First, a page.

Uzbek strongman leader Islam Karimov dies

Saturday, Sep 3, 2016,11:12 IST By metrovaartha A A A

Moscow | Uzbekistan’s President Islam Karimov died, the government announced, ending over a quarter of a century of his iron-fisted rule in the Central Asian nation, with no clear successor in place.

“Dear compatriots, it is with huge grief in our hearts that we announce to you the death of our dear president,” a state TV presenter said, reading an official statement.

Authorities said Karimov, 78, was pronounced dead at 8:55 pm local time (2025 IST) after he suffered a stroke over the weekend and fell into a coma, following days of speculation that authorities were delaying the announcement of his death.

The strongman’s funeral will be held in his home city of Samarkand, central Uzbekistan, tomorrow morning according to his wishes as the country begins three days of mourning, the statement said. Uzbekistan now faces the greatest moment of uncertainty in its post-Soviet history.

Karimov’s body was to be flown to Samarkand airport, which tomorrow will be closed to all flights except those with special permission.

From there, the funeral cortege is to set off at 6 am local time, with people able to pay their last respects from 9 am on a city square close to the cemetery where he will be buried, Russian news agencies reported, citing local officials.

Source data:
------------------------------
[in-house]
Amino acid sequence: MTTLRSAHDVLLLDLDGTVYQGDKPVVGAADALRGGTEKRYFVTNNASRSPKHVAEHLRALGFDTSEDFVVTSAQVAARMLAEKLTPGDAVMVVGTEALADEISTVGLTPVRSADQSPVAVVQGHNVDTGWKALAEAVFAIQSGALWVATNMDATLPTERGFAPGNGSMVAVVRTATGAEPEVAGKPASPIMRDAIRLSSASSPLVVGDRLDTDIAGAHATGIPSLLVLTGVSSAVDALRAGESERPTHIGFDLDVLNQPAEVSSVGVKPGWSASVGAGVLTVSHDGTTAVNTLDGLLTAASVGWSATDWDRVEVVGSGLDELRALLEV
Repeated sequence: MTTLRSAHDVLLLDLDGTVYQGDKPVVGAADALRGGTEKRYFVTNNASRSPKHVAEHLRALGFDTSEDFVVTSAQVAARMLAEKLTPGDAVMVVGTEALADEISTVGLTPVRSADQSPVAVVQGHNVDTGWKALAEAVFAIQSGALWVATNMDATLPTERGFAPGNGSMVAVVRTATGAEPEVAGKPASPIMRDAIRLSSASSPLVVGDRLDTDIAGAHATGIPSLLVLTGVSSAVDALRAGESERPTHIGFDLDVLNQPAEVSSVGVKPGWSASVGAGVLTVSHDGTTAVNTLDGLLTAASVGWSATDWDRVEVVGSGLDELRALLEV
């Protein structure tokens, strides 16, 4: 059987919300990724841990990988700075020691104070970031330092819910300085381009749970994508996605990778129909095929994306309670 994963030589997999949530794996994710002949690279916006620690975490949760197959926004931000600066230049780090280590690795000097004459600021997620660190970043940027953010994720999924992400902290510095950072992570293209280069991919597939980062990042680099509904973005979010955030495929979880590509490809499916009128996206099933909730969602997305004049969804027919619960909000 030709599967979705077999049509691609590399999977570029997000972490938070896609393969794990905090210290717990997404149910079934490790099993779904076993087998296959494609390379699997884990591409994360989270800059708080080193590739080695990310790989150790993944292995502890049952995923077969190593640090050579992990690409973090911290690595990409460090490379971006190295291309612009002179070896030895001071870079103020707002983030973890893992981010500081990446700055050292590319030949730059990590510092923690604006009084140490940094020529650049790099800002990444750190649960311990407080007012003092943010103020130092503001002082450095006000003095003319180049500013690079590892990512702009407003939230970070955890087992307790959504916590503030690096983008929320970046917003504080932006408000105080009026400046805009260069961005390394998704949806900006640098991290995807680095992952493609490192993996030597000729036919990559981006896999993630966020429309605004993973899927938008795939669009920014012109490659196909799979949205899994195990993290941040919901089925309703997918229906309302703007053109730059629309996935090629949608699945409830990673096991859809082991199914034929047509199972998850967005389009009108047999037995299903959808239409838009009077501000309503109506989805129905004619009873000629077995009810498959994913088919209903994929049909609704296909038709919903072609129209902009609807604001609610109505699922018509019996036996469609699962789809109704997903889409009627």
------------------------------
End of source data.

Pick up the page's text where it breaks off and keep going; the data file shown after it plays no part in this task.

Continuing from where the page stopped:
Loyalist Prime Minister Shavkat Mirziyoyev is heading the organisation committee for the funeral, suggesting that he could be in line to take over long-term from Karimov.

Under Uzbek law, senate head Nigmatulla Yuldashev should now become acting president until early elections are held.

Karimov’s youngest daughter Lola wrote on Facebook “he has left us… I am struggling for words, I can’t believe it myself”.

Uzbek state television switched to footage of folk musicians playing traditional instruments against a black background after announcing his death.

Long condemned by rights groups as one of the region’s most brutal despots who ruthlessly stamped out opposition, Karimov was one of a handful of Soviet strongmen that clung to power after their homelands gained independence from Moscow in 1991.

Karimov portrayed himself as guarantor of stability and bulwark against radical Islam on the borders of Afghanistan, crushing fundamentalist groups at home.

Russian President Vladimir Putin called Karimov’s death “a great loss for the people of Uzbekistan” in a telegram to interim leader Yuldashev, while Prime Minister Dmitry Medvedev is set to jet in for the funeral.

Tajik President Emomali Rakhmon confirmed he will attend while Turkmen President Gurbanguly Berdymukhamedov was reported to also be planning to go.

Ex-Soviet Kyrgyzstan, Belarus and Kazakhstan all said they were sending delegations headed by their prime ministers.

Former Soviet leader Mikhail Gorbachev, who appointed Karimov to head the former Socialist Republic of Uzbekistan in 1989, told Interfax news agency that Karimov was “a competent man with a strong character”.